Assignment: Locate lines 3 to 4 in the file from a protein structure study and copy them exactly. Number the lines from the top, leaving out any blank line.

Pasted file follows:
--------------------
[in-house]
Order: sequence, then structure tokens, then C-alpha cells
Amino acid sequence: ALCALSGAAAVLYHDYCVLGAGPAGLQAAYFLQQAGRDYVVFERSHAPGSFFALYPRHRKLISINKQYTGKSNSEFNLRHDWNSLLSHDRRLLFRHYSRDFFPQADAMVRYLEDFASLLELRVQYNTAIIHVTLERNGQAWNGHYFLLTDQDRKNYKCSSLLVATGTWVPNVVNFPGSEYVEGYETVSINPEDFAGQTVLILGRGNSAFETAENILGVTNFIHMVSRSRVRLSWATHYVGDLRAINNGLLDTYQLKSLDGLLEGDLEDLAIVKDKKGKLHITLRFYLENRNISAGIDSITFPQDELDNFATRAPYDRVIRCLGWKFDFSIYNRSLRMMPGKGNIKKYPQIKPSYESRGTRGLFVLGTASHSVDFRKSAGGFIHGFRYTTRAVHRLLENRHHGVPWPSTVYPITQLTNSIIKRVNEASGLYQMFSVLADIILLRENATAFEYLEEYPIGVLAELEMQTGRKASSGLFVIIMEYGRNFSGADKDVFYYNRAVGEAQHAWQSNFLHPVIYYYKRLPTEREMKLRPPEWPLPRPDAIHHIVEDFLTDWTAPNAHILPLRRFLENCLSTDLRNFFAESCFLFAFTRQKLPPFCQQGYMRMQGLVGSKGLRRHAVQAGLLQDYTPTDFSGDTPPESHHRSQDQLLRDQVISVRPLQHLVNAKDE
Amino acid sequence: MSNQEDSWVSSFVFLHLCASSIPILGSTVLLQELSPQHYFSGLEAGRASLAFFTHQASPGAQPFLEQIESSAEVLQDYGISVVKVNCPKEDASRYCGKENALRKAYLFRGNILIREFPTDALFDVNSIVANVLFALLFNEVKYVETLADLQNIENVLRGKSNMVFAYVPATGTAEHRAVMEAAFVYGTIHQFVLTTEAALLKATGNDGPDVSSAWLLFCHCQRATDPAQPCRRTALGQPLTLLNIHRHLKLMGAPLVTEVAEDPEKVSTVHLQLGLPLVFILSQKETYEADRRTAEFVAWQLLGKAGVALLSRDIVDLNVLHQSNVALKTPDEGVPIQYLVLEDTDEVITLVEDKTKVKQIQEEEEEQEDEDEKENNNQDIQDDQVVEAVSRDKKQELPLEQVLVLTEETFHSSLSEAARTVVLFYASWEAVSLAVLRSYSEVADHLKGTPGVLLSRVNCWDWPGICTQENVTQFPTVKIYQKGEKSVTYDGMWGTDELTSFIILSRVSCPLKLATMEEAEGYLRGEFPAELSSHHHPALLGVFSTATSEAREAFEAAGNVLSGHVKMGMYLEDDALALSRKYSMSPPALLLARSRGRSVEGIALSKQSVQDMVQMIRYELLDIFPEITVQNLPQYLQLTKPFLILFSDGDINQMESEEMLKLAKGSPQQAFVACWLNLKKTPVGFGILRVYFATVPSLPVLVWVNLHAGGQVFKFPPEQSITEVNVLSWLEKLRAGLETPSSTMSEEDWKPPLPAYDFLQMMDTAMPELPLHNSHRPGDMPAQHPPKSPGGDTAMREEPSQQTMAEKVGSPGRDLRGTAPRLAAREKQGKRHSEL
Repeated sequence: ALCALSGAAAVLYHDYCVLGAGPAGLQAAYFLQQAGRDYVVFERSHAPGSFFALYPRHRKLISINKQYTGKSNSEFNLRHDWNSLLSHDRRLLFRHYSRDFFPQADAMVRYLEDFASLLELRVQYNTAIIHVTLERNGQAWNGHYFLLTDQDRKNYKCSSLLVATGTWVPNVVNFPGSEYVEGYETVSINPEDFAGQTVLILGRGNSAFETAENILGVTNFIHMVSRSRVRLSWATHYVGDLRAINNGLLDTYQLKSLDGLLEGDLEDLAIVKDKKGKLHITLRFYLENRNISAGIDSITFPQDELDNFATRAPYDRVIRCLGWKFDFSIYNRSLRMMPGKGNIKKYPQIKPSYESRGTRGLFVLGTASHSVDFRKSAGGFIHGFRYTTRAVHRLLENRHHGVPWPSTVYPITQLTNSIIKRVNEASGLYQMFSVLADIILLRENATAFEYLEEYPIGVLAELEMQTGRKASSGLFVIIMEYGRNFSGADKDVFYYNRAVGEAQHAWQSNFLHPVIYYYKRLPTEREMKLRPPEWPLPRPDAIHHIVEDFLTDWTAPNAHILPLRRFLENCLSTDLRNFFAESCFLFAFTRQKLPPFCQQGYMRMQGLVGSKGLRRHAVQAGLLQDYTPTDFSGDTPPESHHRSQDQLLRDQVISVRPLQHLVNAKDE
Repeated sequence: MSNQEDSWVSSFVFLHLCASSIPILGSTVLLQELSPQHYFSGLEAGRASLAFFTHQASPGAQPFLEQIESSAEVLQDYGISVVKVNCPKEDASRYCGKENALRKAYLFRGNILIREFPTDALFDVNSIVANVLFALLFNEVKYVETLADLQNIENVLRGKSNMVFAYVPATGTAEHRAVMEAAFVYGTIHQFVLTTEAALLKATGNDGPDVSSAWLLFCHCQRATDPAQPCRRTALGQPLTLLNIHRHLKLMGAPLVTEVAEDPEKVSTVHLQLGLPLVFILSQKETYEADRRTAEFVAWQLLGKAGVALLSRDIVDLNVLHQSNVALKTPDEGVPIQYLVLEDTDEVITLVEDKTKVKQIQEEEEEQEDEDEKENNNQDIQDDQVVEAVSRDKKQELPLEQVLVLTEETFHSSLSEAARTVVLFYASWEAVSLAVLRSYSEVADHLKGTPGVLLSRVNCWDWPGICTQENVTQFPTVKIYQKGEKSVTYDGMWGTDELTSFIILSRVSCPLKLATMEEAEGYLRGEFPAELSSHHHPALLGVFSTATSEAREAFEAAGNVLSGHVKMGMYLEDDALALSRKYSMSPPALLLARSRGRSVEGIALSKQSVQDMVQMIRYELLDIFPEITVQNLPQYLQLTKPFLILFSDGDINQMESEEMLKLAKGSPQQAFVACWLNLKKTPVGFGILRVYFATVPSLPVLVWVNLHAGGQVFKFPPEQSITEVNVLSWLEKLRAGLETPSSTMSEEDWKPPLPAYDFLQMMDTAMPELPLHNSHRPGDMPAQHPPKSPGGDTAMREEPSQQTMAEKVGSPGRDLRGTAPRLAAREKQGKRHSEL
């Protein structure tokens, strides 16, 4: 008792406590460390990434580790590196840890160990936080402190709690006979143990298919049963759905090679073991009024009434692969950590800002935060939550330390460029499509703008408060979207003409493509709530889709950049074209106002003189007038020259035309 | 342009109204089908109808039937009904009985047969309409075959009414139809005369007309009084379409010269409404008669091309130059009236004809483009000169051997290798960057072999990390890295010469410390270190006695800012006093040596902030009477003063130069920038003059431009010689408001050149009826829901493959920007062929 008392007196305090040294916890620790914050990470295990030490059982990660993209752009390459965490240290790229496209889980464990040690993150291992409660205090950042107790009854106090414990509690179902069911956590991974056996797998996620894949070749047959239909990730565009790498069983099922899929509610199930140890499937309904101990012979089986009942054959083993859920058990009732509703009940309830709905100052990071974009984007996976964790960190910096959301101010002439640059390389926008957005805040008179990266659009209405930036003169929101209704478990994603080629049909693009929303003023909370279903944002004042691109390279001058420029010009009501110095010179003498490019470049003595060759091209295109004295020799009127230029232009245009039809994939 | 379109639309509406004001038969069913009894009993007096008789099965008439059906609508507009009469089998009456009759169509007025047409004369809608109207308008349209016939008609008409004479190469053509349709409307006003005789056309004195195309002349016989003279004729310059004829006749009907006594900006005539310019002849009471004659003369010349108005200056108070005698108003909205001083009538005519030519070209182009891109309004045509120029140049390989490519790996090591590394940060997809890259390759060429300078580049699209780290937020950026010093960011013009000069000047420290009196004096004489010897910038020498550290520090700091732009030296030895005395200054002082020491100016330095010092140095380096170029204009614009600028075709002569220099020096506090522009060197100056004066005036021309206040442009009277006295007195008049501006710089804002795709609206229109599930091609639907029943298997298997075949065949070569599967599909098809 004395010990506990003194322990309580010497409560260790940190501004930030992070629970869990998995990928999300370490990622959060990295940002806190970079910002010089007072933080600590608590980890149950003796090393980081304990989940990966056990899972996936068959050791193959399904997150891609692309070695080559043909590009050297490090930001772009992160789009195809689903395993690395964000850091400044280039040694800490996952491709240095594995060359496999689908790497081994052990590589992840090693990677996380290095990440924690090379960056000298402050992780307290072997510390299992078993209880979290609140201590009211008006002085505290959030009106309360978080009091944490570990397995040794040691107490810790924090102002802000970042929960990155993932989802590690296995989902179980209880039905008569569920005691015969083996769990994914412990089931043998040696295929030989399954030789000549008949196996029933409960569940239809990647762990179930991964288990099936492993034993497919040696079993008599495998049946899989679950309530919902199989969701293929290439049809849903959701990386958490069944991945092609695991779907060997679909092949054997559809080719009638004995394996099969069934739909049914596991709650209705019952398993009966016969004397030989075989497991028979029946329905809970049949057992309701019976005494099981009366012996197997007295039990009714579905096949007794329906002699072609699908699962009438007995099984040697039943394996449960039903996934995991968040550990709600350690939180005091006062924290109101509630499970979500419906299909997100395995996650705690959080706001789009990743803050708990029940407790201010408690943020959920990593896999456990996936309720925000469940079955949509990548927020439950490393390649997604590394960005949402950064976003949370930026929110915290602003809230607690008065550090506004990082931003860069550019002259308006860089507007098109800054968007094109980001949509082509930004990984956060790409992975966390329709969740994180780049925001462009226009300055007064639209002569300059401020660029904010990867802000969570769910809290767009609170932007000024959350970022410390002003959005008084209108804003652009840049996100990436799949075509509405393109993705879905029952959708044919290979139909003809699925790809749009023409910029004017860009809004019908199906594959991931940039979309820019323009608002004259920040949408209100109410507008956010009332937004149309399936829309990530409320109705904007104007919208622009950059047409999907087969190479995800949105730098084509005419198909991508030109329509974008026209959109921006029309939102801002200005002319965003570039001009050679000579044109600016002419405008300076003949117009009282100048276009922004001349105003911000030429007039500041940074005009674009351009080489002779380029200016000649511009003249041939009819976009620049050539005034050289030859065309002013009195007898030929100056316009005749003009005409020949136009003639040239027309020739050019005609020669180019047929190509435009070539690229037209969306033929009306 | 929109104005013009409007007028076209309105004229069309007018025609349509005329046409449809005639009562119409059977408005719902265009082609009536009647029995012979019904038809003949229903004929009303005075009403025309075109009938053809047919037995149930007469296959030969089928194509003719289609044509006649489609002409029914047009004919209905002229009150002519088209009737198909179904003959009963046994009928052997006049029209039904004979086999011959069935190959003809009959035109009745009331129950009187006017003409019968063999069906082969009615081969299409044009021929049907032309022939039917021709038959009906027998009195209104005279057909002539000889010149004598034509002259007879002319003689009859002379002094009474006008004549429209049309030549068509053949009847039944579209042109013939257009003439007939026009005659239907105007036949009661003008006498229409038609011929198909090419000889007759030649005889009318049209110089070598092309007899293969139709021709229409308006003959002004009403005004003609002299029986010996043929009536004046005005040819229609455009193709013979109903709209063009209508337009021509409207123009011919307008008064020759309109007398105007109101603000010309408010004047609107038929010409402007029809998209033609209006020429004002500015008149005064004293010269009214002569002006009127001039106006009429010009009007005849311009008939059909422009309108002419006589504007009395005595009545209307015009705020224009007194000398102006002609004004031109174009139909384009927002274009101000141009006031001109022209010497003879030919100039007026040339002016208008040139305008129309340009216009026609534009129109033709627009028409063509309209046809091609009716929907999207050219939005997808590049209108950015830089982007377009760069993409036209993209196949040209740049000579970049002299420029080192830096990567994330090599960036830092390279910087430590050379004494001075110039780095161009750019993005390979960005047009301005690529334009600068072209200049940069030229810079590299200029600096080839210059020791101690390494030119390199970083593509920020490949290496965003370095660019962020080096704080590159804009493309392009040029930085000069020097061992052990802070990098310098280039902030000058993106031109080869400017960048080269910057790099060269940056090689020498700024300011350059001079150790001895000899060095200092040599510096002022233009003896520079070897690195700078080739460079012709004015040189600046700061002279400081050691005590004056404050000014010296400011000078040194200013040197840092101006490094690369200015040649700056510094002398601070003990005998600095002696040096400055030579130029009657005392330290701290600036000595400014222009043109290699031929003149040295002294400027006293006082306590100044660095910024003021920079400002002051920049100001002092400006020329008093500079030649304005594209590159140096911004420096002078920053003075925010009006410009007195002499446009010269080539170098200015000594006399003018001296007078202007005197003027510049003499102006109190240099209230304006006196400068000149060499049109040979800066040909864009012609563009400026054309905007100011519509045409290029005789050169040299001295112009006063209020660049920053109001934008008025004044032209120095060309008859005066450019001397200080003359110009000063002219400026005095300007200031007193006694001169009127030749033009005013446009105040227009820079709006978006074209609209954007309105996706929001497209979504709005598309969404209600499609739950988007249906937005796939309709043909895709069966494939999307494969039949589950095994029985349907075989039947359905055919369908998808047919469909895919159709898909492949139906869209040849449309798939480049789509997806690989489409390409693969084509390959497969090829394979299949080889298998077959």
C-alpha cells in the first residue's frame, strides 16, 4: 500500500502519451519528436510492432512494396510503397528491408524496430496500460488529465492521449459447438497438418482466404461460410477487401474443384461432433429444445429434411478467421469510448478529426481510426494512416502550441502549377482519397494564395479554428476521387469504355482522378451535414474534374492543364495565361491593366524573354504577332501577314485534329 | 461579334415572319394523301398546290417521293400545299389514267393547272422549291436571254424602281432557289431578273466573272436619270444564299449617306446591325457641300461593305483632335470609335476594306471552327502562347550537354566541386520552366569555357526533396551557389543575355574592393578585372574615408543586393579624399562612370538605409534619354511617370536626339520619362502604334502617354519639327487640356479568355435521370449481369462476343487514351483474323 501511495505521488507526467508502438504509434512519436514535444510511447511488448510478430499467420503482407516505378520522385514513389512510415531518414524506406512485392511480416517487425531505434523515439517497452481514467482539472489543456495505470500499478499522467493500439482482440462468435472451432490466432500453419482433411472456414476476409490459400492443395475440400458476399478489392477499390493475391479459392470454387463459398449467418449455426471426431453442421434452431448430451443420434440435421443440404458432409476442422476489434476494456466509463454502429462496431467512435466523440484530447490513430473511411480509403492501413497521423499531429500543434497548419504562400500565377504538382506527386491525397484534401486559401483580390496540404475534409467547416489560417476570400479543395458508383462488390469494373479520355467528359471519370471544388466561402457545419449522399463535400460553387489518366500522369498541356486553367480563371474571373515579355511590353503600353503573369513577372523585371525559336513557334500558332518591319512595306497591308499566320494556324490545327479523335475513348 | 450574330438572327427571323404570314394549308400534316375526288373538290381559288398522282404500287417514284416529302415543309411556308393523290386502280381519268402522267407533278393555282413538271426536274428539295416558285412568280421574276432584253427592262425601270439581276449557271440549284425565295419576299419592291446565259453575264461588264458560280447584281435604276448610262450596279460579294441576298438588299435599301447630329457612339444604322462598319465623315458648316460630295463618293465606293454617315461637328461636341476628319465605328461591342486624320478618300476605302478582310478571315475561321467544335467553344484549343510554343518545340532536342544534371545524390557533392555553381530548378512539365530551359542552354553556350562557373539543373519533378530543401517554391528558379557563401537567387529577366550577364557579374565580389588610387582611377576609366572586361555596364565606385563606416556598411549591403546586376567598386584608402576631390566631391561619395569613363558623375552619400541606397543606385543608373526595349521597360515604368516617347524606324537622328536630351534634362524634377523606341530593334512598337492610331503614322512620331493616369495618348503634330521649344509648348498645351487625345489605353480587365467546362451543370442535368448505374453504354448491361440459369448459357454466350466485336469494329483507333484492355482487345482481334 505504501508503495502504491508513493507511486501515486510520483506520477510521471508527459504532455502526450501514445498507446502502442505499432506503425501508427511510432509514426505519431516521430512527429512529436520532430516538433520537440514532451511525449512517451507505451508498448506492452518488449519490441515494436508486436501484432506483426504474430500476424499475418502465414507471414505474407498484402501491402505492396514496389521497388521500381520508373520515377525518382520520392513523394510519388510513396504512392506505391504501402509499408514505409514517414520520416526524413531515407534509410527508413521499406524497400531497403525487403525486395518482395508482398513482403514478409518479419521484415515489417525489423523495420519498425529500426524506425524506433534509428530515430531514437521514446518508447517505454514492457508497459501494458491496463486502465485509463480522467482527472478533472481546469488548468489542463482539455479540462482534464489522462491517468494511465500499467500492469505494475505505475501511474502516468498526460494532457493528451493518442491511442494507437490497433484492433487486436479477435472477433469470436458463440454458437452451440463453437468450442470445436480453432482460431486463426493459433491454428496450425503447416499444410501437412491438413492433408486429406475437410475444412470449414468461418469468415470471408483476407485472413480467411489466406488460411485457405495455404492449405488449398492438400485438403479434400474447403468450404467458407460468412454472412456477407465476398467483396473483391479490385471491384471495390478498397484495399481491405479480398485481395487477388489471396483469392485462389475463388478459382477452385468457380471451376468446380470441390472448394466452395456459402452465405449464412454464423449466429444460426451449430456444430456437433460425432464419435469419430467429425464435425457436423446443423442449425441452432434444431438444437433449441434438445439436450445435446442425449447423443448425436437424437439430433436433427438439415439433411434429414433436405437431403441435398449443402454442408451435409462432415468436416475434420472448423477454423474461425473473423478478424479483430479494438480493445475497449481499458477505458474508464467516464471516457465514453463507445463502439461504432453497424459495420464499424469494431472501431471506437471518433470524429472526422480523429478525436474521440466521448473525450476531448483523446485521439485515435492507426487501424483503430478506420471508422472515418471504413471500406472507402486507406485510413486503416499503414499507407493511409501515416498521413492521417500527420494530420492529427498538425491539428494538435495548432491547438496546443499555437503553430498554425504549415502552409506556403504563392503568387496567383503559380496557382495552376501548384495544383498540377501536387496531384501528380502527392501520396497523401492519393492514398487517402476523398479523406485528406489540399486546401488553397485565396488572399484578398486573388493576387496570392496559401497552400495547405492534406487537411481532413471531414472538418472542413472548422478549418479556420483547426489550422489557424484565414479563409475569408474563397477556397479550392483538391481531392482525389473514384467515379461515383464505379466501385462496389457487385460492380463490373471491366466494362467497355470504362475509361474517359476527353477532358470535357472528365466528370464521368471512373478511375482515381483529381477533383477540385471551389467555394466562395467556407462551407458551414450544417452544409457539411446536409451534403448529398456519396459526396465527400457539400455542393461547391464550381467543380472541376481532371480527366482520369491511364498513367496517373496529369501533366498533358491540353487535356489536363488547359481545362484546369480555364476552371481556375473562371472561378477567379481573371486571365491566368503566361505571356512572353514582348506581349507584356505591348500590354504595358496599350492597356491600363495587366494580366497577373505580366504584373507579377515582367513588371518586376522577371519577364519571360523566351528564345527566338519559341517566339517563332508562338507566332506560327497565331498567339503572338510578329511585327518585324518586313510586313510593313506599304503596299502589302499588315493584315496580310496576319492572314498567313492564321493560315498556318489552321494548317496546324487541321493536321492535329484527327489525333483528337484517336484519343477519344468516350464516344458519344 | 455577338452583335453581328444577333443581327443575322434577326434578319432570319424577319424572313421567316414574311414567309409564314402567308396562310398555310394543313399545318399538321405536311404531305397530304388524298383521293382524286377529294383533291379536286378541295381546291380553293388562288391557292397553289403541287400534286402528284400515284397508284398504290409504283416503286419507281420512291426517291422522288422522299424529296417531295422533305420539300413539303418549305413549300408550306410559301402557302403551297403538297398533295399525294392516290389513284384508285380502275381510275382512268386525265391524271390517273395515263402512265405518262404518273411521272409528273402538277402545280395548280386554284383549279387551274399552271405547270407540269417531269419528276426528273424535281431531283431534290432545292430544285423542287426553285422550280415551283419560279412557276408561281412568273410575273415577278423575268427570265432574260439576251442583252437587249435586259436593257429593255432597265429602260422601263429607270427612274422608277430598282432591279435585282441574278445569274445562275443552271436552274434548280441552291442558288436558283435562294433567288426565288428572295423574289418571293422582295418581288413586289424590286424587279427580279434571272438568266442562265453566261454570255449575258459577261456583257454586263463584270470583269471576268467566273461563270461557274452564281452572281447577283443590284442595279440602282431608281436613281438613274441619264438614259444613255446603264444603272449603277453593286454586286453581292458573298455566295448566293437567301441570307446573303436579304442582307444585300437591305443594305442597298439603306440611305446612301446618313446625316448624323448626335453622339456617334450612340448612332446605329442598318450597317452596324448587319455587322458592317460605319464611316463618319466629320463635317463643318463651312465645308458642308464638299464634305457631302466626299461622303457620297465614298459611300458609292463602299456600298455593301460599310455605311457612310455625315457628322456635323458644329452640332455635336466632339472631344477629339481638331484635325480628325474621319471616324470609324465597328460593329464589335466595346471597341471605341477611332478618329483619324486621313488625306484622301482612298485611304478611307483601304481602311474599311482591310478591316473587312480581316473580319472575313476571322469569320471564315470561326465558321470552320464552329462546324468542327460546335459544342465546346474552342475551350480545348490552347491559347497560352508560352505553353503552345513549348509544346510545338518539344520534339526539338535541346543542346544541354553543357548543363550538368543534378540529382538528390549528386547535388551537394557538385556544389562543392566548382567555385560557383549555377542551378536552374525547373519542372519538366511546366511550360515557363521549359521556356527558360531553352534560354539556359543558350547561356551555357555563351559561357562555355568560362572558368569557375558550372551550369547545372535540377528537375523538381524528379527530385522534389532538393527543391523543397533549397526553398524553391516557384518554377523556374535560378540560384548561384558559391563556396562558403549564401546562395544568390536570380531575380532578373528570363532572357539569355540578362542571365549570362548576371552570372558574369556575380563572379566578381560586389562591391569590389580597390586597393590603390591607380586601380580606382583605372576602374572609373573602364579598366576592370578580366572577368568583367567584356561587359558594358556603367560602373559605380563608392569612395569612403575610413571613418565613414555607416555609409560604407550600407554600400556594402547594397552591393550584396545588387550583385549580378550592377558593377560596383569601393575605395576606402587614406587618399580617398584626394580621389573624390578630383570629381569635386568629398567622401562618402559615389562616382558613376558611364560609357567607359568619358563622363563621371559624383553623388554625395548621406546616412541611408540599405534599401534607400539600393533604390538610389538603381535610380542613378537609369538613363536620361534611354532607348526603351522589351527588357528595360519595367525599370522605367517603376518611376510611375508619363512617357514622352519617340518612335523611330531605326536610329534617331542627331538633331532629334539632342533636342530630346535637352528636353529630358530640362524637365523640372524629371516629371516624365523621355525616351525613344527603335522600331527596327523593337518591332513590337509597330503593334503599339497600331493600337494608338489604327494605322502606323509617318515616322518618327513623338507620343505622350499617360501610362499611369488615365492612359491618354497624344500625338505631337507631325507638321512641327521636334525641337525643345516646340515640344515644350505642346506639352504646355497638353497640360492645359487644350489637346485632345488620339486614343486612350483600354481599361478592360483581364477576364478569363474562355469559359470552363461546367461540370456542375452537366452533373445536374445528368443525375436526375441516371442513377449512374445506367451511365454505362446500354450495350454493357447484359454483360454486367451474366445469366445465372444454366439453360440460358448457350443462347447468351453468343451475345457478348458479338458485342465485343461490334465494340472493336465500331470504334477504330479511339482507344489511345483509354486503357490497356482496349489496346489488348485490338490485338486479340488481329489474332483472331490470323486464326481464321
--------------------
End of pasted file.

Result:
Amino acid sequence: ALCALSGAAAVLYHDYCVLGAGPAGLQAAYFLQQAGRDYVVFERSHAPGSFFALYPRHRKLISINKQYTGKSNSEFNLRHDWNSLLSHDRRLLFRHYSRDFFPQADAMVRYLEDFASLLELRVQYNTAIIHVTLERNGQAWNGHYFLLTDQDRKNYKCSSLLVATGTWVPNVVNFPGSEYVEGYETVSINPEDFAGQTVLILGRGNSAFETAENILGVTNFIHMVSRSRVRLSWATHYVGDLRAINNGLLDTYQLKSLDGLLEGDLEDLAIVKDKKGKLHITLRFYLENRNISAGIDSITFPQDELDNFATRAPYDRVIRCLGWKFDFSIYNRSLRMMPGKGNIKKYPQIKPSYESRGTRGLFVLGTASHSVDFRKSAGGFIHGFRYTTRAVHRLLENRHHGVPWPSTVYPITQLTNSIIKRVNEASGLYQMFSVLADIILLRENATAFEYLEEYPIGVLAELEMQTGRKASSGLFVIIMEYGRNFSGADKDVFYYNRAVGEAQHAWQSNFLHPVIYYYKRLPTEREMKLRPPEWPLPRPDAIHHIVEDFLTDWTAPNAHILPLRRFLENCLSTDLRNFFAESCFLFAFTRQKLPPFCQQGYMRMQGLVGSKGLRRHAVQAGLLQDYTPTDFSGDTPPESHHRSQDQLLRDQVISVRPLQHLVNAKDE
Amino acid sequence: MSNQEDSWVSSFVFLHLCASSIPILGSTVLLQELSPQHYFSGLEAGRASLAFFTHQASPGAQPFLEQIESSAEVLQDYGISVVKVNCPKEDASRYCGKENALRKAYLFRGNILIREFPTDALFDVNSIVANVLFALLFNEVKYVETLADLQNIENVLRGKSNMVFAYVPATGTAEHRAVMEAAFVYGTIHQFVLTTEAALLKATGNDGPDVSSAWLLFCHCQRATDPAQPCRRTALGQPLTLLNIHRHLKLMGAPLVTEVAEDPEKVSTVHLQLGLPLVFILSQKETYEADRRTAEFVAWQLLGKAGVALLSRDIVDLNVLHQSNVALKTPDEGVPIQYLVLEDTDEVITLVEDKTKVKQIQEEEEEQEDEDEKENNNQDIQDDQVVEAVSRDKKQELPLEQVLVLTEETFHSSLSEAARTVVLFYASWEAVSLAVLRSYSEVADHLKGTPGVLLSRVNCWDWPGICTQENVTQFPTVKIYQKGEKSVTYDGMWGTDELTSFIILSRVSCPLKLATMEEAEGYLRGEFPAELSSHHHPALLGVFSTATSEAREAFEAAGNVLSGHVKMGMYLEDDALALSRKYSMSPPALLLARSRGRSVEGIALSKQSVQDMVQMIRYELLDIFPEITVQNLPQYLQLTKPFLILFSDGDINQMESEEMLKLAKGSPQQAFVACWLNLKKTPVGFGILRVYFATVPSLPVLVWVNLHAGGQVFKFPPEQSITEVNVLSWLEKLRAGLETPSSTMSEEDWKPPLPAYDFLQMMDTAMPELPLHNSHRPGDMPAQHPPKSPGGDTAMREEPSQQTMAEKVGSPGRDLRGTAPRLAAREKQGKRHSEL